Photo from Tsibog.com
Part of the fun in getting ready for New Year’s Eve is to come up with 12 round fruits, each to signify a month of the year. Ideally, there should be 12 different fruits — grapes, oranges, clementines, cantaloupe, pomelo, watermelon, chico…
It’s a tough challenge, so at times, half the fruits in a Filipino’s New Years Fruit Basket or dinner table are likely to be not really round such as mangoes, pears and apples. But the fruit that Filipinos most associate with the celebration of the New Year and which will be always found in a fruit basket are ubas (grapes), preferably the big imported varieties to add a special touch to New Year’s celebrations. For Filipinos having round fruits on the dinner table are supposedly harbingers of good luck for the rest of the new year…
Long live Philippine festive traditions!
Duhat is cultivated throughout the Philippines. Also known as Java plum, the fruit may have been introduced in the Philippine from the Malayan peninsula. The fruit also grows in Indo-Malayan regions and was introduced into other tropical countries.
The fruit is oval to elliptic, around 1.5 to 3.5 centimetres long, dark-purple or nearly black, luscious, fleshy and edible. It contains a single large seed and the juice of the fruit stains the tongue and mouth a garish purple pink. The fruit is seasonal and often comes with the first monsoon rains in August and September. A popular fruit in the Philippines, the ripe ones are eaten outright or with a pinch of salt. Duhat juice is considered as tasty as grape juice. The juice is delicious and is often used as basis or substitute for grapes in local red wine. Analyses of the fruit show that it is a good source of calcium and iron.
Interest in duhat has been revived in recent years on account of their suggested value in the treatment of diabetes. Studies, however, remain inconclusive. No matter, for the true-blue Pinoy a bowl of duhat is a source of pleasure, reminding one of the cool monsoon rains, breezy winds and the end of a hot, long summer.
Mabuhay ang duhat!
A tree reaching a height of 10 meters, makopa (Syzygium malaccense or Malay apple) is cultivated in many Southeast Asian countries for its fleshy, edible fruit.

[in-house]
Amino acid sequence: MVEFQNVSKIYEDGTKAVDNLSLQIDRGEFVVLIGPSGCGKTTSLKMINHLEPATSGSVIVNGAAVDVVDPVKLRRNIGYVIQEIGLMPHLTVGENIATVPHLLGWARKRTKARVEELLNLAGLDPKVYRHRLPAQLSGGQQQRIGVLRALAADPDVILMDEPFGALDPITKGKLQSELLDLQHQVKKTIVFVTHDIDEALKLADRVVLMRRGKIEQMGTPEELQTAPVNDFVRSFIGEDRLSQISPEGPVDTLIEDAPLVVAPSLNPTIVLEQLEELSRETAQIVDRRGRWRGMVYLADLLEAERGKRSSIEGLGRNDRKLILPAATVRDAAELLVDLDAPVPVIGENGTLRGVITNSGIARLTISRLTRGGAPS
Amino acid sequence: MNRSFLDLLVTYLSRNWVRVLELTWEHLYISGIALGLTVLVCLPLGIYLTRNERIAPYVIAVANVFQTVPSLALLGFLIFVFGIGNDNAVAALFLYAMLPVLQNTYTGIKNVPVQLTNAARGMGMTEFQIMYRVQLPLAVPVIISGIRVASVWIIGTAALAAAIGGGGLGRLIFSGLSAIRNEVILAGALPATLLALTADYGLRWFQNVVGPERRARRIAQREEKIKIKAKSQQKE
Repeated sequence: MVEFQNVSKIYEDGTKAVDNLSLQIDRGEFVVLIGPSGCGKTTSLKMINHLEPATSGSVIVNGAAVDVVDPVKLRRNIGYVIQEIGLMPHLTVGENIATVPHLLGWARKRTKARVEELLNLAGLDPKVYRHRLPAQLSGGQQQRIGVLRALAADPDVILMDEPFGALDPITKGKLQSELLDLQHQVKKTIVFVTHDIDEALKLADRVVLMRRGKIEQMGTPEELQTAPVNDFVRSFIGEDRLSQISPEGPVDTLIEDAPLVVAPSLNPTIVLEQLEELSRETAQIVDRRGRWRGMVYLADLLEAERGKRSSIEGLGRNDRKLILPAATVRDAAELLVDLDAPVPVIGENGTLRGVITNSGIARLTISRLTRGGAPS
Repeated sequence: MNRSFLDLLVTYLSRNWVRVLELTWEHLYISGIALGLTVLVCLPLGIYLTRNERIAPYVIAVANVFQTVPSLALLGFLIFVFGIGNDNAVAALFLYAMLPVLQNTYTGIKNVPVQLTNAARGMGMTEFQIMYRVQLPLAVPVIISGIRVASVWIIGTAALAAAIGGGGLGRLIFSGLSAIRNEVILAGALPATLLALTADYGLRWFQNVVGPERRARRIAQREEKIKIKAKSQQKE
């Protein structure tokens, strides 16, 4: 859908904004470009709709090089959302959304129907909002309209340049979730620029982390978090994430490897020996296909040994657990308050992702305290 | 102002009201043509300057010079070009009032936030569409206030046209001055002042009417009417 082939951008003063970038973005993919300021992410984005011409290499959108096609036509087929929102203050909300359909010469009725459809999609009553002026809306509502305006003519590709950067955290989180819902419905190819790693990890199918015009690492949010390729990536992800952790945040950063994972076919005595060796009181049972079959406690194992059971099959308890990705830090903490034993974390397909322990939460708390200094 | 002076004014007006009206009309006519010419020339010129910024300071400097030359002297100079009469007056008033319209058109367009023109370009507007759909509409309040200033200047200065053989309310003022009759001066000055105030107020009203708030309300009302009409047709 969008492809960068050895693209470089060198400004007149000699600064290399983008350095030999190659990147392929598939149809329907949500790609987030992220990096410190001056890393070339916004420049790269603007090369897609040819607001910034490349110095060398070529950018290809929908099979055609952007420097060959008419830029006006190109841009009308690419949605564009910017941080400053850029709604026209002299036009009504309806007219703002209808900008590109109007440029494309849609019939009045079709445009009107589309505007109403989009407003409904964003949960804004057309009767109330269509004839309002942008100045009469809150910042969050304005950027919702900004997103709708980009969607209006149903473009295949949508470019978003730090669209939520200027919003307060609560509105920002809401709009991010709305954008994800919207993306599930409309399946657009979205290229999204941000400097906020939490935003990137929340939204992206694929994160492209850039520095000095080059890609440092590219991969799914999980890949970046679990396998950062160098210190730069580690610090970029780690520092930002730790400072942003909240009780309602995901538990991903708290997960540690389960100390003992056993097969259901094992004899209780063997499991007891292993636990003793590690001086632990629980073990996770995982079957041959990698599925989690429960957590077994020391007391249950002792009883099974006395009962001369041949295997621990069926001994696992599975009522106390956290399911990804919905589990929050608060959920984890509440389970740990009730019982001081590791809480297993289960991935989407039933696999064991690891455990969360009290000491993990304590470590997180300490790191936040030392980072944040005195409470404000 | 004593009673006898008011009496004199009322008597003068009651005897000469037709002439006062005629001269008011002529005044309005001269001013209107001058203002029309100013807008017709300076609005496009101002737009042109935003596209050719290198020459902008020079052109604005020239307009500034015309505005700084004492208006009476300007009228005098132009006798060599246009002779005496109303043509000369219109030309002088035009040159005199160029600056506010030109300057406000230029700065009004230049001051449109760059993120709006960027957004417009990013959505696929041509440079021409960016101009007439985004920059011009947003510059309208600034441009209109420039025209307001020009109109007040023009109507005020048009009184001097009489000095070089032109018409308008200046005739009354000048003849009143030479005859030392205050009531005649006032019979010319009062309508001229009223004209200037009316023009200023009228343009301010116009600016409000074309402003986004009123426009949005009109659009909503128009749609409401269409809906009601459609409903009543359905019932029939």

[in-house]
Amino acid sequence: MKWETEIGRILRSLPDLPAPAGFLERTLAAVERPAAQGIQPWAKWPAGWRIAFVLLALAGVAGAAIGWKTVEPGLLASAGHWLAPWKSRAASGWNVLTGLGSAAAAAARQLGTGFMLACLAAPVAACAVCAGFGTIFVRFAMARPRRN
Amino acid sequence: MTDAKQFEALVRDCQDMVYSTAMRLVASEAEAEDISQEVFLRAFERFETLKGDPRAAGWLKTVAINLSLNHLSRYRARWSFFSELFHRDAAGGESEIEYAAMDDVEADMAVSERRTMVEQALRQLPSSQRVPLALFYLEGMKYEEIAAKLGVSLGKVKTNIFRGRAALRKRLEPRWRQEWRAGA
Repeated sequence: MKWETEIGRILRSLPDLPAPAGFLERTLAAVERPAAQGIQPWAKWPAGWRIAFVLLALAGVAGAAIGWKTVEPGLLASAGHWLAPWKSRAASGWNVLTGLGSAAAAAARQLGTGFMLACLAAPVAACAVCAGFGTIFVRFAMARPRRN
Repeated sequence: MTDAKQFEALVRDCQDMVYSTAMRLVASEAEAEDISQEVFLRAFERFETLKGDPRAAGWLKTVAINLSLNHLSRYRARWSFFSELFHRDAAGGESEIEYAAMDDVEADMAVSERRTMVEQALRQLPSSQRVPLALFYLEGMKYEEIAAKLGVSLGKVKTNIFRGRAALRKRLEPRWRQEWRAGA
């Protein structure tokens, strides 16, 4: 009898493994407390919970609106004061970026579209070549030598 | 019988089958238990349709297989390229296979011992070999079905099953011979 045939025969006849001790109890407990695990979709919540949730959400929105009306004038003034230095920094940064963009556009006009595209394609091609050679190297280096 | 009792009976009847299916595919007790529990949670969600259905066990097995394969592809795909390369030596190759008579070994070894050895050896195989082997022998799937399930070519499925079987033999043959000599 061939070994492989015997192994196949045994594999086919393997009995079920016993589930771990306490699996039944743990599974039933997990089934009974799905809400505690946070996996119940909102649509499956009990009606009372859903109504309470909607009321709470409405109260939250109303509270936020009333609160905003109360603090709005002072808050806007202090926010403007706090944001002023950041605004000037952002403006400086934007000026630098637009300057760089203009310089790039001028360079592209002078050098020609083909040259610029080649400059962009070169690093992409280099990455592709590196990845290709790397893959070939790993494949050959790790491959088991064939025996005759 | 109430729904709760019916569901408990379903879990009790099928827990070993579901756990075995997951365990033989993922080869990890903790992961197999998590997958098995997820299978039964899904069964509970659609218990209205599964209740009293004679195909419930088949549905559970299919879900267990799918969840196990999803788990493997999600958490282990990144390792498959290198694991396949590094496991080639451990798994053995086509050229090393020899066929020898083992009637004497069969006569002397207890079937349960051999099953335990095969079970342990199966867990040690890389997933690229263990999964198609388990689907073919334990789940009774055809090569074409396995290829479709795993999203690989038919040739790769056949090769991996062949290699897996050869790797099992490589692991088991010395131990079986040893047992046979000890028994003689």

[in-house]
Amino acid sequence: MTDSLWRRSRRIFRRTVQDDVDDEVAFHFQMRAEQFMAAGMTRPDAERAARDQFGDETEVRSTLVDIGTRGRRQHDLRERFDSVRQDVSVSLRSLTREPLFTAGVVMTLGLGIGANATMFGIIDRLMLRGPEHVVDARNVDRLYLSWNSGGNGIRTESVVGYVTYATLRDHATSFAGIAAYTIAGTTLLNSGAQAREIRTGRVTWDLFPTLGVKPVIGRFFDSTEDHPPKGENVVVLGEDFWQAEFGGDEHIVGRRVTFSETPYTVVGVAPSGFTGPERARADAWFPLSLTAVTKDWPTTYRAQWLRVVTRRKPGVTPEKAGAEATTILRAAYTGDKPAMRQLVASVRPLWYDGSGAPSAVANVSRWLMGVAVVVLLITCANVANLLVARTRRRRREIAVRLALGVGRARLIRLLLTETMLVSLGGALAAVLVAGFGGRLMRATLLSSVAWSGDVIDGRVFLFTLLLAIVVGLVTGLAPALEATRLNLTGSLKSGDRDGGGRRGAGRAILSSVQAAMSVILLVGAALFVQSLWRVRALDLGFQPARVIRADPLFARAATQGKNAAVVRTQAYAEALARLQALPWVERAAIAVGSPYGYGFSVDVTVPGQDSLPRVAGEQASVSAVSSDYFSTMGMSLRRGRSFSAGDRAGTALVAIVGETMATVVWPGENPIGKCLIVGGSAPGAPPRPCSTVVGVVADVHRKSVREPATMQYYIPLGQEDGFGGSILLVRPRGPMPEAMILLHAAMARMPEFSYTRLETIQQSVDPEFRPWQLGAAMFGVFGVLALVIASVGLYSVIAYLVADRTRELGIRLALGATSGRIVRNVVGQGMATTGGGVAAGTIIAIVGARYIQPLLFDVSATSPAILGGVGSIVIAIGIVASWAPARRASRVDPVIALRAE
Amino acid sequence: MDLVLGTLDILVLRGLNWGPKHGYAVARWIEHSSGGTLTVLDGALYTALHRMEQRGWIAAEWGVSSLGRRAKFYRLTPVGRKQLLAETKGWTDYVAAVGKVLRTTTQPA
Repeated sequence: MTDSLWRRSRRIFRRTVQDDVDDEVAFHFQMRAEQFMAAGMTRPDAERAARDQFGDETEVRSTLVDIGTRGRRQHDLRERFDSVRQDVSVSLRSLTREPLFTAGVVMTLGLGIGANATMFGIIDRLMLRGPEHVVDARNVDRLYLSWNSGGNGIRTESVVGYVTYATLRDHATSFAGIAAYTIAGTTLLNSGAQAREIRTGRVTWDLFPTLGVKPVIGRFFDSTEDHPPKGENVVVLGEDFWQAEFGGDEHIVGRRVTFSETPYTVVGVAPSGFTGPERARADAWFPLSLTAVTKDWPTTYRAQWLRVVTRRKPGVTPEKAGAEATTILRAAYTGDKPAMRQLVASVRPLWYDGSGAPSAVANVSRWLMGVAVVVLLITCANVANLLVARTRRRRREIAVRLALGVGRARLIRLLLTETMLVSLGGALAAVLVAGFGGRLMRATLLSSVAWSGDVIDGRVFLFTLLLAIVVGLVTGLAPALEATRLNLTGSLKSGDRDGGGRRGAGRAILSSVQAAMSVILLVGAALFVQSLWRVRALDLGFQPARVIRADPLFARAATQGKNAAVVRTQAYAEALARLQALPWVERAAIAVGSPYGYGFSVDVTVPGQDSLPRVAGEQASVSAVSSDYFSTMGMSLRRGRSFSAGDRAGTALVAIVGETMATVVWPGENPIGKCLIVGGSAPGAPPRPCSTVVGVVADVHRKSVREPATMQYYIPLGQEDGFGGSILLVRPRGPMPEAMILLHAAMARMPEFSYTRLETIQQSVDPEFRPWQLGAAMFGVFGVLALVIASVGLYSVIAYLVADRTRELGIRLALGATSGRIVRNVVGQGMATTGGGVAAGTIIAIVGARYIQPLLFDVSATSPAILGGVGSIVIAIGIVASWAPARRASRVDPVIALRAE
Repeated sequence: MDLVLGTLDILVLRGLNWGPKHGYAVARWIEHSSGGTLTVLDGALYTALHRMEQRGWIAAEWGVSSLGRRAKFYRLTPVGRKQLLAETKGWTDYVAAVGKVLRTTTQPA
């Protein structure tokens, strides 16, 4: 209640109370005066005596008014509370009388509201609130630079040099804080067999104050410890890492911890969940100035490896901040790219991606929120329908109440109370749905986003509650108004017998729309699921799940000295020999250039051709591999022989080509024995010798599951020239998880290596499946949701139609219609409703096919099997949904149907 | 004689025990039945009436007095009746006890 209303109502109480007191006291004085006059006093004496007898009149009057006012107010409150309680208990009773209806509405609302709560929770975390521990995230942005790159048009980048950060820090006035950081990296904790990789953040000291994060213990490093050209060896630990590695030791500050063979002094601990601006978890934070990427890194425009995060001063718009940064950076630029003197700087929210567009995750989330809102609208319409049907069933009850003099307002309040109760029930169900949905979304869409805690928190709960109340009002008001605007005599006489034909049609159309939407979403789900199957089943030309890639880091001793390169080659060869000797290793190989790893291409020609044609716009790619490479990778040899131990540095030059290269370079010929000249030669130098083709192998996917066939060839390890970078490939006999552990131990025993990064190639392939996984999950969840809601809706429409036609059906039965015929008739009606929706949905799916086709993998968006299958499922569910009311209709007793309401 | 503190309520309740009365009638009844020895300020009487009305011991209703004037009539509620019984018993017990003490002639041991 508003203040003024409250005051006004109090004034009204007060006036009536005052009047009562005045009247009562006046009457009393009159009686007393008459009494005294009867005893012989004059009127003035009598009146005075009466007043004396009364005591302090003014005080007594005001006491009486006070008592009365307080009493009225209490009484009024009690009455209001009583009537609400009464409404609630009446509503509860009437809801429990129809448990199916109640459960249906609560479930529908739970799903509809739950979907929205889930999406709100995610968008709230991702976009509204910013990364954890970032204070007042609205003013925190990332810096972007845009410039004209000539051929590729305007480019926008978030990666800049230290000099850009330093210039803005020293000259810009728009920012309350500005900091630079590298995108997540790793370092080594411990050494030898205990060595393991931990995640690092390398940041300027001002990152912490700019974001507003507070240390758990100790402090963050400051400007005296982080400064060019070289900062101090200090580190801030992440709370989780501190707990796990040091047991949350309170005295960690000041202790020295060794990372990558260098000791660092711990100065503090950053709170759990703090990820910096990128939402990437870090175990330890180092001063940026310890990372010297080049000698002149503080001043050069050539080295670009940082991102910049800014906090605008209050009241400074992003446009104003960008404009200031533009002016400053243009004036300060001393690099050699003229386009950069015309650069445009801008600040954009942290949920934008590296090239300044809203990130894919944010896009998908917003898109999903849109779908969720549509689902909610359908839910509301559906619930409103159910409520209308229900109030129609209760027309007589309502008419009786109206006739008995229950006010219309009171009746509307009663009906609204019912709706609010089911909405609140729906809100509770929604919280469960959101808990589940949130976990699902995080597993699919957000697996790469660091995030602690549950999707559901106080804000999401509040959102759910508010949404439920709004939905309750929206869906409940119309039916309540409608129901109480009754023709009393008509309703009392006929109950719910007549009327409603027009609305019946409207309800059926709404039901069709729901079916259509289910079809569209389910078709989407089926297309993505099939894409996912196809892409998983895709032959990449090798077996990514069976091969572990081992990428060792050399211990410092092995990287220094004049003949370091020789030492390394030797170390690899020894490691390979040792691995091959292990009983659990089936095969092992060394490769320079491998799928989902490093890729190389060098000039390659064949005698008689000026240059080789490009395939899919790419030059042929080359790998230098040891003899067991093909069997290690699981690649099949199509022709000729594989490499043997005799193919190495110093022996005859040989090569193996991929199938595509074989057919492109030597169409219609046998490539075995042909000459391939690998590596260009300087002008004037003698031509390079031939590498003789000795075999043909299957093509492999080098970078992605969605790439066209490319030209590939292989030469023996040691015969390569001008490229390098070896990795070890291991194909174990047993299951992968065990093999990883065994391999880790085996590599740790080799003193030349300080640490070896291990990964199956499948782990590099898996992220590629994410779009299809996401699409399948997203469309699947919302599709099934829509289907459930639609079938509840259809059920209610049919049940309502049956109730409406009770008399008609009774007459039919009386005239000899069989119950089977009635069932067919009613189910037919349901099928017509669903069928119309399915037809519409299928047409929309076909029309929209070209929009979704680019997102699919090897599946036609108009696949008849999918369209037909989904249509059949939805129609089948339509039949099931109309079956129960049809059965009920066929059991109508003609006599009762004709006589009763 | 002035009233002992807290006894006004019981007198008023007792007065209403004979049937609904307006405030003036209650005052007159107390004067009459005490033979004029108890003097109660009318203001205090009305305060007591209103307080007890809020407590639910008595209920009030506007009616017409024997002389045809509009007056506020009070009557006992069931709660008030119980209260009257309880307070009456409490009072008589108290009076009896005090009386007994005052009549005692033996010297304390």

The makopa fruit is a shiny, oblong or pear-shaped, white splashed, striped with pink, or crimson to purplish colors. The fruit is either seedless or one-seeded. The flesh is white, pithy, juicy but rather bland or tasteless. Some varieties though have a pleasant sweetish flavour.
In the Philippines, makopa is best known as a summer fruit and is often eaten right after picking it from the tree. With its slightly tangy, sweetish taste, kids sometimes strung the small makopa fruits into edible garlands. The fruit is also a perfect ingredient in a fresh salad of chopped makopa, green mango, pineapple and tropical fruits tossed with a chilli and dried shrimp sauce/paste.
If there’s a Top 10 list of fav fruits in the Philippines, lanzones (Lansium domesticum) will easily land on the top 5.
This roundish, seasonal fruit contains a sweet translucent pulp that is surprisingly tasty and makes one to eat more than a handful. The lanzones tree is actually grown throughout the entire Southeast Asian ranging from Southern India to the Philippines. In the Philippines, the lanzones tree is grown mostly on the southern Luzon provinces of Paete, Laguna, where the conditions are favorable to the tree’s survival and flowering.
In Northern Mindanao, the provinces of Butuan, Cagayan de Oro and Camiguin are also known for other lanzones varieites. The Camiguin variety is particularly well-known for larger fruits with a sweet and succulent pulp.
Peeling the fruit takes some practice and the trick is to press the ends to expose the pulpy cores. Avoid biting on the small seed which leaves a bitter after taste. The rainy season of July and August are usually the best time for lanzones when high humidity ripens the fruit on trees.
The fruit also spawned several popular tales in Philippine mythology with stories of poisoned fruits, hence the name ‘lanzones’ which sounds like ‘lason’ or poison in Filipino. More like tall wives’ tales, the fruit is a perennial favorite for locals and visitors alike.
Mabuhay ang lanzones!
It has been said that the best mangoes (mangga in Filipino) in the Philippines can be found in Cebu. True or not, Cebu has a reputation of growing some of the best, sweetest and juiciest varieties of the Philippine mango. And there was a time when the province was amongst the biggest exporters (mainly to Japan) of the bigger, quality varieties that even locals have a hard time getting their hands on.
There are many varieties of mangoes in the Philippines and it has been reported that a book of records (Guinness?) had once described the Philippine variety called “Carabao” as the sweetest in the world.
An all-season fruit, mangoes are available in the Philippines throughout the whole year. But mango aficionados tell of the importance of picking or harvesting the fruit at the right way and time. Mangoes mature after three months and a half from the time its flower blooms. According to mango insiders, the fruit is at its best when carefully handpicked while still green and harvested between 9am- 3pm to prevent rapid exudation of the latex.
In any case, the mango is a versatile fruit and is used in a variety of Philippine desserts such as pies, sherbets, ice cream, candies and preserves. Visitors are advised to try the Philippine mango, the best of which contain a sliver-thin seed, juicy flesh and the sweetest, perhaps, the world over.
Mabuhay ang Mangga!